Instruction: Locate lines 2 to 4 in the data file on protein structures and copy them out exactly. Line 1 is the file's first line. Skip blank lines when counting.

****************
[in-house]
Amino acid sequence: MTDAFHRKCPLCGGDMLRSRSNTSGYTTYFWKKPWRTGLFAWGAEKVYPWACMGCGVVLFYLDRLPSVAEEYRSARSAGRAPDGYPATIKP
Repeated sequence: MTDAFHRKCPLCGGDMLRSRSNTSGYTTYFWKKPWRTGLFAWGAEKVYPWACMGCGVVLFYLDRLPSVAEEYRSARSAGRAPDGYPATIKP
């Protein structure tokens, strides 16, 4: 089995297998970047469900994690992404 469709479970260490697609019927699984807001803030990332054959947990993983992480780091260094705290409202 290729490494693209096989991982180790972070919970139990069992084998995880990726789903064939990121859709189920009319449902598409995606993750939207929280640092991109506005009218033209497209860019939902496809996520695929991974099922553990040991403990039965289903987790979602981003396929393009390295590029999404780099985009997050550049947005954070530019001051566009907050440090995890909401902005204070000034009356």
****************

Amino acid sequence: MTDAFHRKCPLCGGDMLRSRSNTSGYTTYFWKKPWRTGLFAWGAEKVYPWACMGCGVVLFYLDRLPSVAEEYRSARSAGRAPDGYPATIKP
Repeated sequence: MTDAFHRKCPLCGGDMLRSRSNTSGYTTYFWKKPWRTGLFAWGAEKVYPWACMGCGVVLFYLDRLPSVAEEYRSARSAGRAPDGYPATIKP
């Protein structure tokens, strides 16, 4: 089995297998970047469900994690992404 469709479970260490697609019927699984807001803030990332054959947990993983992480780091260094705290409202 290729490494693209096989991982180790972070919970139990069992084998995880990726789903064939990121859709189920009319449902598409995606993750939207929280640092991109506005009218033209497209860019939902496809996520695929991974099922553990040991403990039965289903987790979602981003396929393009390295590029999404780099985009997050550049947005954070530019001051566009907050440090995890909401902005204070000034009356």